There are recent reports that Dina Lohan, mother of the infamous Lindsay Lohan, was recently arrested and charged with operating under the influence of alcohol. In Massachusetts the offense of OUI or DUI (driving under the influence of alcohol) is a misdemeanor but depending on the circumstances there can be a myriad of dispositions. If you have been charged with operating under the influence of alcohol in Massachusetts the first thing to do is to hire a Massachusetts criminal defense attorney.
In Dina Lohan's case it was reported that she was traveling over the speed limit which led to the police pulling over the car. Apparently the actress appeared intoxicated and blew a breathalyzer reading of twice the legal limit. Unfortunately, it appears that Dina is following in the footsteps of her daughter and ex-husband by facing these charges in criminal court. Dina's ex reportedly stated that he hopes that this incident could be a catalyst for her to seek help.
In these types of cases, an experience defense attorney will examine all of the circumstances surrounding the stop and exit order from the car. In Massachusetts citizens have a constitutional right to a reasonable expectation of privacy and the police cannot pull a car over for no apparent reason. Although speeding, or any civil motor vehicle infraction, can justify a stop--it is important to ensure that the stop was legitimate. For example, in Massachusetts, just because an individual is lost does not provide justification for pulling the car over. In the event that a motion to suppress the stop and evidence [i.e., sobriety test, breathalyzer etc.] is allowed the case is usually dismissed as there is no evidence left to prosecute.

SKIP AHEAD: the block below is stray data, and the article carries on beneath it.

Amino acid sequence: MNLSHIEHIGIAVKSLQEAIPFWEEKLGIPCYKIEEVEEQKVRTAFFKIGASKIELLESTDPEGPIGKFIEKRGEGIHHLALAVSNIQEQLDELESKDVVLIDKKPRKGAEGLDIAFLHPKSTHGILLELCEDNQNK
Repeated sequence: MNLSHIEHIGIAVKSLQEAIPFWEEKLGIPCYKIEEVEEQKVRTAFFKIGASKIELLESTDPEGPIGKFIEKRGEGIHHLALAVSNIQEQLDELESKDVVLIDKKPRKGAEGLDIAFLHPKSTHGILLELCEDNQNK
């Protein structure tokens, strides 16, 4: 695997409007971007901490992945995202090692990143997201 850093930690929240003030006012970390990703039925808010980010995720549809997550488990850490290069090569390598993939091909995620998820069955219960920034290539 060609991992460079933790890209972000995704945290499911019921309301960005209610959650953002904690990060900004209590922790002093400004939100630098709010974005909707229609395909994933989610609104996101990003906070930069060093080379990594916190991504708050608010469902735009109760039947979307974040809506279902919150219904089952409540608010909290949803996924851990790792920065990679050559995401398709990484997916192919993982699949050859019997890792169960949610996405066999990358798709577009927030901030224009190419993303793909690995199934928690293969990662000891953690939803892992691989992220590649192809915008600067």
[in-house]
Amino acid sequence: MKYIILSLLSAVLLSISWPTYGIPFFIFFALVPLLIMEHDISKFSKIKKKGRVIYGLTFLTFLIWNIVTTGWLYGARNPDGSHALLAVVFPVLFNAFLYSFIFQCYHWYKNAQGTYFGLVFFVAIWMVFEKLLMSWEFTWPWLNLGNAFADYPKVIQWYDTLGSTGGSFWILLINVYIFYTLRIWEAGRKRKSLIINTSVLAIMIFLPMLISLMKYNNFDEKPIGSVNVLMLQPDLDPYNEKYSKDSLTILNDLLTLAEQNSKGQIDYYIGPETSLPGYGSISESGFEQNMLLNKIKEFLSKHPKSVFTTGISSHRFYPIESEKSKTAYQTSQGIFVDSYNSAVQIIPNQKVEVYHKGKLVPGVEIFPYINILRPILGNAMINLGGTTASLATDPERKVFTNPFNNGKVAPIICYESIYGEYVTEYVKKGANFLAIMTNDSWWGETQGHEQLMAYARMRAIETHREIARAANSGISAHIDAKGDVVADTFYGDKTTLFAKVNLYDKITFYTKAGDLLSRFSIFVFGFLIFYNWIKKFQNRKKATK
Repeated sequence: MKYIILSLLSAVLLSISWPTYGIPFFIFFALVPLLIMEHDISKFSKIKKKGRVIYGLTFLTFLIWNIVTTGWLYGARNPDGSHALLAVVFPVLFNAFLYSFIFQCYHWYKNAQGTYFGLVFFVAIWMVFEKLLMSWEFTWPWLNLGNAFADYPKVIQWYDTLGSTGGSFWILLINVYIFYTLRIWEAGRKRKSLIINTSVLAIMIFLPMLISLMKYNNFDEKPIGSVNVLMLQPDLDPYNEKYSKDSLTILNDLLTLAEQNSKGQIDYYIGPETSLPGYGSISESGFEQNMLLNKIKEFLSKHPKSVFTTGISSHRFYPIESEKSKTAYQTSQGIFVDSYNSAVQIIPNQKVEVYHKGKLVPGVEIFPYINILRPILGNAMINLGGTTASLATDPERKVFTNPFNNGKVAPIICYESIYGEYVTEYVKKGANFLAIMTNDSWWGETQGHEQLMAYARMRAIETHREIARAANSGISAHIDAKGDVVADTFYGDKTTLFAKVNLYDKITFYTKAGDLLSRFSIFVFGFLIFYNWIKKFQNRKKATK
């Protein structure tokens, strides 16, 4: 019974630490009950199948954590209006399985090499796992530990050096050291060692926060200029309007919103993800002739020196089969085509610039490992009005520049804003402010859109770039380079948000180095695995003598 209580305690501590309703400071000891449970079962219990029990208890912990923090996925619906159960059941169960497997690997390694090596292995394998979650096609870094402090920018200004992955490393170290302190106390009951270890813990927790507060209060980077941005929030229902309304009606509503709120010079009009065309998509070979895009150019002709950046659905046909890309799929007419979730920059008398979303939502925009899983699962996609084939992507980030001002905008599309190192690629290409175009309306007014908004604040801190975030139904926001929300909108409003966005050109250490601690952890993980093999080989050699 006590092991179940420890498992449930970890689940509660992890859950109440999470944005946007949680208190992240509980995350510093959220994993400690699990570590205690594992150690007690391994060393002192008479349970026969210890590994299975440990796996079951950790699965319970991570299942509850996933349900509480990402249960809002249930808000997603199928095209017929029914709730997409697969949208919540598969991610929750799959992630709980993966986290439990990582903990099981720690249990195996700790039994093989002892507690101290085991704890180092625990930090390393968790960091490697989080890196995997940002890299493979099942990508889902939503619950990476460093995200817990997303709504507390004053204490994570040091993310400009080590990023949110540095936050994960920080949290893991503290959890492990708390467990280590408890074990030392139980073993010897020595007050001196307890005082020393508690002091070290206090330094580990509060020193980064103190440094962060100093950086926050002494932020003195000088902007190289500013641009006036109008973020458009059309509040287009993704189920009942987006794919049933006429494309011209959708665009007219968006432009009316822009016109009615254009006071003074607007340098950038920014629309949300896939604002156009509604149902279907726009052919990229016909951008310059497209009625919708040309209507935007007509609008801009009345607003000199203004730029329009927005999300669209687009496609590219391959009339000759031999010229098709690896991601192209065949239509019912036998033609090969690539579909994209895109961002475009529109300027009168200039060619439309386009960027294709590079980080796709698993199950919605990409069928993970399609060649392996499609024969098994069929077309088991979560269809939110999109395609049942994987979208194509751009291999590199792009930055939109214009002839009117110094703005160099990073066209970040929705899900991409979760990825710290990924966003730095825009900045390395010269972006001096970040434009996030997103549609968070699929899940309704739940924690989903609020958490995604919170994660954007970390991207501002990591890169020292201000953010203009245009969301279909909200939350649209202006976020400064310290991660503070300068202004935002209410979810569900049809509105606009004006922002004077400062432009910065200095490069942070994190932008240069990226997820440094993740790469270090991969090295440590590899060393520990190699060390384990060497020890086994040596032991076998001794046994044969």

Furthermore, in the event that there was a breathalyzer, all of the circumstances surrounding the taking of the breath sample must be carefully examined. For example, the breathalyzer operator and the machine itself must be certified to ensure that proper procedures were implemented. Again, if proper procedure was not followed a motion to suppress should be filed. However, if it is allowed it does not necessarily mean that the Commonwealth will dismiss the case--the breathalyzer results will be suppressed but the criminal case will probably proceed without it.
In the event the case proceeds to trial the Commonwealth has the burden of proving that the defendant was driving a "motor vehicle", on a public way while "under the influence of alcohol.' Most litigation surrounds the element of "under the influence of alcohol." An experienced attorney will cross examine the arresting police officer and highlight the conduct that the defendant engaged in that supports that he or she was NOT under the influence of alcohol.